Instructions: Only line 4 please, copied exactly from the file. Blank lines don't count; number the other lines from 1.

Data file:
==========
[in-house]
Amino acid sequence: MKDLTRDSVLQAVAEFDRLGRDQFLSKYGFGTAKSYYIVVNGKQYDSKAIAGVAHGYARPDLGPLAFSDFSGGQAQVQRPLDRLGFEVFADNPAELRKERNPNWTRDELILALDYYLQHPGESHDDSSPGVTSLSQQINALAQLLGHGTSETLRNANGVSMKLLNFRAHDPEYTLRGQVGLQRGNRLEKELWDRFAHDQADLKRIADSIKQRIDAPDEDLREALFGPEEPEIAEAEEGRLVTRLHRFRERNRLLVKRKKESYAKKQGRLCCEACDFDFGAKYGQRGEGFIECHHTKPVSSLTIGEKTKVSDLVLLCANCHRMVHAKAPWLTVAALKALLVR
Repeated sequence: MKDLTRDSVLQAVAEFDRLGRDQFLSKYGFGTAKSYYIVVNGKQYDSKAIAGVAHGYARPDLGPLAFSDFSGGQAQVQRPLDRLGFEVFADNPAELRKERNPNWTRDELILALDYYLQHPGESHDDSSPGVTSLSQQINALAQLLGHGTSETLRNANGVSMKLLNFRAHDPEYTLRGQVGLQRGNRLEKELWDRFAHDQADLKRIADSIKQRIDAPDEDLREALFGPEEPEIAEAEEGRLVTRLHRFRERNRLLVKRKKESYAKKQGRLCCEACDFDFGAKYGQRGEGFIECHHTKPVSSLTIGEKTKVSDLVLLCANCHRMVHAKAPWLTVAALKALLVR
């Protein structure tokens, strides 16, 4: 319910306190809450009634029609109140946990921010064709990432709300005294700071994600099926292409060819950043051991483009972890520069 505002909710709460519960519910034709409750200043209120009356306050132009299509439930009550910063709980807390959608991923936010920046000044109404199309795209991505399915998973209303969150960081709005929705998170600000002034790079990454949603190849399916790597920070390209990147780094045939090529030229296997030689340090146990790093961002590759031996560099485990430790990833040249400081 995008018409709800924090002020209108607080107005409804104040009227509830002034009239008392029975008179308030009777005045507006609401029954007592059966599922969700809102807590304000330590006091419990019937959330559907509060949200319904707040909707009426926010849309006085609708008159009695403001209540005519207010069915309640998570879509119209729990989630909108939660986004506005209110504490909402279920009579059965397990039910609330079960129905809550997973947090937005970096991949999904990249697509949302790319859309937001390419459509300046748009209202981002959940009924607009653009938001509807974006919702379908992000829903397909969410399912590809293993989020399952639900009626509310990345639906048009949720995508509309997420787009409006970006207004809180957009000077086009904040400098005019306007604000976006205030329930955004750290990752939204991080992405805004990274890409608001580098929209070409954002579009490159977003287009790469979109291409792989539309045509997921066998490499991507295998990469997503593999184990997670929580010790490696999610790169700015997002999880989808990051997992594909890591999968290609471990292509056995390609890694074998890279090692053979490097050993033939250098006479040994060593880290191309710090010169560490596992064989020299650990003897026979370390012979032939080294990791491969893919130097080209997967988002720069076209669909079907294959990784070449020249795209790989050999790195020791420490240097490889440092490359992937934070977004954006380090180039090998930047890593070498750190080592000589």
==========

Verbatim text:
């Protein structure tokens, strides 16, 4: 319910306190809450009634029609109140946990921010064709990432709300005294700071994600099926292409060819950043051991483009972890520069 505002909710709460519960519910034709409750200043209120009356306050132009299509439930009550910063709980807390959608991923936010920046000044109404199309795209991505399915998973209303969150960081709005929705998170600000002034790079990454949603190849399916790597920070390209990147780094045939090529030229296997030689340090146990790093961002590759031996560099485990430790990833040249400081 995008018409709800924090002020209108607080107005409804104040009227509830002034009239008392029975008179308030009777005045507006609401029954007592059966599922969700809102807590304000330590006091419990019937959330559907509060949200319904707040909707009426926010849309006085609708008159009695403001209540005519207010069915309640998570879509119209729990989630909108939660986004506005209110504490909402279920009579059965397990039910609330079960129905809550997973947090937005970096991949999904990249697509949302790319859309937001390419459509300046748009209202981002959940009924607009653009938001509807974006919702379908992000829903397909969410399912590809293993989020399952639900009626509310990345639906048009949720995508509309997420787009409006970006207004809180957009000077086009904040400098005019306007604000976006205030329930955004750290990752939204991080992405805004990274890409608001580098929209070409954002579009490159977003287009790469979109291409792989539309045509997921066998490499991507295998990469997503593999184990997670929580010790490696999610790169700015997002999880989808990051997992594909890591999968290609471990292509056995390609890694074998890279090692053979490097050993033939250098006479040994060593880290191309710090010169560490596992064989020299650990003897026979370390012979032939080294990791491969893919130097080209997967988002720069076209669909079907294959990784070449020249795209790989050999790195020791420490240097490889440092490359992937934070977004954006380090180039090998930047890593070498750190080592000589």